Laparoscopic sleeve gastrectomy involves the stomach being reduced to about 25% of its original size.
Laparoscopic sleeve gastrectomy is a weight loss or ‘bariatric’ procedure which can help patients who are significantly obese* (laparoscopic surgery is commonly known as ‘keyhole’ or ‘minimally invasive’ surgery).
The gastric sleeve has been performed in Australia for around 10 years and is performed laparoscopically (keyhole surgery), where patients typically stay in hospital for 2-3 nights after the procedure. When compared to other bariatric procedures such as the gastric bypass, the LSG has a lower complication risk. Also, there are generally no malabsorption or nutritional issues with the sleeve gastrectomy.
How does the gastric sleeve work?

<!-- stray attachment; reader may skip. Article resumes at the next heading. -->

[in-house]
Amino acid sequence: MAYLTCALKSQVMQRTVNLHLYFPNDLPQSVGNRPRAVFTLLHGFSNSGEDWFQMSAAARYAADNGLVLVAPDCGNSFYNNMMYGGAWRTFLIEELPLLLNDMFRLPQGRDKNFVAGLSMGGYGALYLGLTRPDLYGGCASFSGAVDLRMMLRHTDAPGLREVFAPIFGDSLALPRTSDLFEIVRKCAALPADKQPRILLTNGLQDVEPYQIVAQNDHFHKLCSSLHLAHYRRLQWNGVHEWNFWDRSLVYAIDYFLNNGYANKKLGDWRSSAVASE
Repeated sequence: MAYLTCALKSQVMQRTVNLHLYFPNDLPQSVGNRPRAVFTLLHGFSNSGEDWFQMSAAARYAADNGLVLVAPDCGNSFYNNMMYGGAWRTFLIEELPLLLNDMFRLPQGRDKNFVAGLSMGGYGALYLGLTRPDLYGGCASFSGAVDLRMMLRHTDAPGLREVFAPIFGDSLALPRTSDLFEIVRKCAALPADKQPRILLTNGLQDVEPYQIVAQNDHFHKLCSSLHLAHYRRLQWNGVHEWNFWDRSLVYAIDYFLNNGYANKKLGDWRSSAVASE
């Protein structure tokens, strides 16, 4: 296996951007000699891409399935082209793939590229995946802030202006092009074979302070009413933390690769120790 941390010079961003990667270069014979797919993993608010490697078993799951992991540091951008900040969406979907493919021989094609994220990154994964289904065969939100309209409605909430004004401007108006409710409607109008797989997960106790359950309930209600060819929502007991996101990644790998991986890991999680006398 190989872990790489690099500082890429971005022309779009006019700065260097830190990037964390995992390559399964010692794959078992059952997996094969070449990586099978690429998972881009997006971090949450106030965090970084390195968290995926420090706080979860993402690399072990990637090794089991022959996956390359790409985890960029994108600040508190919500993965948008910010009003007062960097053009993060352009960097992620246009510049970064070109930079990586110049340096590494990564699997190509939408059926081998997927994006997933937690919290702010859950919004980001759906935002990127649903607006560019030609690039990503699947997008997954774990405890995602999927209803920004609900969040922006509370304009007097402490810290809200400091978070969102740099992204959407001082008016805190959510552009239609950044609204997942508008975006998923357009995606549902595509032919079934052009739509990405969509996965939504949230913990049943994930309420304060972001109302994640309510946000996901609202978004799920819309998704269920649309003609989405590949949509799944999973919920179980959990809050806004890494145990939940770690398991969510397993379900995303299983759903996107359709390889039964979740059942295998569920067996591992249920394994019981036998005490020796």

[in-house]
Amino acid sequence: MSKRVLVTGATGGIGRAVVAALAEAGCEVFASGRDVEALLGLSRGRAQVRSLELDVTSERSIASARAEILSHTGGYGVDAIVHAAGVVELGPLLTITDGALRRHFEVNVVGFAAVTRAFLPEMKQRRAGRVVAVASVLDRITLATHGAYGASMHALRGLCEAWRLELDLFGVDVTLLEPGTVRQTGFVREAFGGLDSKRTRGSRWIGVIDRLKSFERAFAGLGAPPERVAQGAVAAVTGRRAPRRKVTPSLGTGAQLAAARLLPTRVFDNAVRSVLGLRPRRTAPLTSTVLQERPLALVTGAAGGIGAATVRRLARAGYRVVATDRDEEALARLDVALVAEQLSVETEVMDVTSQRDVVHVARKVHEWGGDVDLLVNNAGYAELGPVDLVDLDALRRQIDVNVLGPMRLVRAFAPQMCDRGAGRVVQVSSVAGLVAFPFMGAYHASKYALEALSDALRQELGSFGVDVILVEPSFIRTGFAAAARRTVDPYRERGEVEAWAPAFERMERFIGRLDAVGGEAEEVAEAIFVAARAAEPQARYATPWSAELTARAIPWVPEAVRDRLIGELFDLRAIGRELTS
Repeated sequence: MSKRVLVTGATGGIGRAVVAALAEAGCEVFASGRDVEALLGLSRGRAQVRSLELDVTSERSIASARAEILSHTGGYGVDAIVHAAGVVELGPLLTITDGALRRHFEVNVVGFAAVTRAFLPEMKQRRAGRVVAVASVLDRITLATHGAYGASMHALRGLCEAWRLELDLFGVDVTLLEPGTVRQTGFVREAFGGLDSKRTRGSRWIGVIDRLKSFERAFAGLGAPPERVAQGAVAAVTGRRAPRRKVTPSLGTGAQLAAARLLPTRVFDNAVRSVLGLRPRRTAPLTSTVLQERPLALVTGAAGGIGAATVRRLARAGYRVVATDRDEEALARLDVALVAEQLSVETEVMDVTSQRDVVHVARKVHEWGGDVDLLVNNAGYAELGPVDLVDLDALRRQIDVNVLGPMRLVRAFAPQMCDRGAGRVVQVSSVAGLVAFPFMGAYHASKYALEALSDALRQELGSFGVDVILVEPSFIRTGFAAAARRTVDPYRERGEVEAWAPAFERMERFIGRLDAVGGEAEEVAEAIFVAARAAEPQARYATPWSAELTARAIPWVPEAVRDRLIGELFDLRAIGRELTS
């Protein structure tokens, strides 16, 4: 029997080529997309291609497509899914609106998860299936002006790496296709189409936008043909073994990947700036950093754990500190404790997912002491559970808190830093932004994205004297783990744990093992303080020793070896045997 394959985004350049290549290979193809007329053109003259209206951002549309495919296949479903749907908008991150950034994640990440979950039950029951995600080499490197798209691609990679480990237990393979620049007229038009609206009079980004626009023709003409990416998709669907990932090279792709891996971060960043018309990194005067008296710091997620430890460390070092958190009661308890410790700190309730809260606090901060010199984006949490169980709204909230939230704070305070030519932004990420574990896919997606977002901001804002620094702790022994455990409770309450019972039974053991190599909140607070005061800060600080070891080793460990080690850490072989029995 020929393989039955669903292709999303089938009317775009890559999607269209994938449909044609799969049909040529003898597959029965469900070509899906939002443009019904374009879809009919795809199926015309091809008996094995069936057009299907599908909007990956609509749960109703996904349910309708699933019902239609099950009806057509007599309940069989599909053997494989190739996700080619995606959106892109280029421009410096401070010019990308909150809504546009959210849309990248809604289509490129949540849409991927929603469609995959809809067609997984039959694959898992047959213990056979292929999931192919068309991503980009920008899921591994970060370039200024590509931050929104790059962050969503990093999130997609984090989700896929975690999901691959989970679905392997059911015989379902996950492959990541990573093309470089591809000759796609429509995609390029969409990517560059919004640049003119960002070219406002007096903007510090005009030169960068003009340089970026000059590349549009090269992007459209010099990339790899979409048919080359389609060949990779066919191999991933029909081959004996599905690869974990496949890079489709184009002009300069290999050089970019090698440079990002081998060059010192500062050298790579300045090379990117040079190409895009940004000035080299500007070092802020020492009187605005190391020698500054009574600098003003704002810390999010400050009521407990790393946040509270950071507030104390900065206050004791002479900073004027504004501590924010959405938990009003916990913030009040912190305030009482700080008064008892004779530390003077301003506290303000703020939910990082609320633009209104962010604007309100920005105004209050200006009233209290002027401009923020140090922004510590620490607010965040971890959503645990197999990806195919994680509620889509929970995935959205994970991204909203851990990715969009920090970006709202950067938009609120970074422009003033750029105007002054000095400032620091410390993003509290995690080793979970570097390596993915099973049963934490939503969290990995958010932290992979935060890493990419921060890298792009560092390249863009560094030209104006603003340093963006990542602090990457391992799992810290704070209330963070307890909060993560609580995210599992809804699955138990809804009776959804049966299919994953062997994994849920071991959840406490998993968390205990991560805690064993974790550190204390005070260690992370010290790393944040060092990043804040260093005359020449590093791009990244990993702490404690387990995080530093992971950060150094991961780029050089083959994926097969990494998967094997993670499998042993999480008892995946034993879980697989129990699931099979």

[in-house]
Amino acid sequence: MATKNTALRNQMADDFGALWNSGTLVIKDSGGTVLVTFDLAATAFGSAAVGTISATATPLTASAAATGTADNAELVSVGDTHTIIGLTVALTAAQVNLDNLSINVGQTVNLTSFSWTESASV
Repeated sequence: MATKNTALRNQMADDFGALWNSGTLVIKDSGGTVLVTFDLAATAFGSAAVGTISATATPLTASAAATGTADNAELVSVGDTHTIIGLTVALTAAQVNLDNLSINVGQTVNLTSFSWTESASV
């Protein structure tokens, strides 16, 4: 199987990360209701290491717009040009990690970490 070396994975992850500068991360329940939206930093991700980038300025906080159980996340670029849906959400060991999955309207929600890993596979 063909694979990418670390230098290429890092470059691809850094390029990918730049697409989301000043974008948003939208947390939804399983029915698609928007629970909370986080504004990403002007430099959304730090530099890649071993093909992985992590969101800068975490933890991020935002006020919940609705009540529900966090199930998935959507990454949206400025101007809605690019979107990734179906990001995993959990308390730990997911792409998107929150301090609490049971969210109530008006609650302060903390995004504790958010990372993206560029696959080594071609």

The LSG works in multiple ways:
- The restrictive element – patients are only able to eat a small meal (typically around 1/2 a cup) before the stomach is full. As the stomach fills to accommodate the meal, nerves are activated which send signals to the brain to indicate the stomach is full, and to stop eating. It is important for patients to chew food slowly and take time between mouthfuls to allow time for these signals to be sent to the brain.
- The hormonal element – Patients do not experience as much hunger after the procedure. This is because the removed portion of stomach is responsible for producing ghrelin, a hormone that induces hunger.
The combination of these two mechanisms allows patients to lower their caloric intake, resulting in significant weight loss.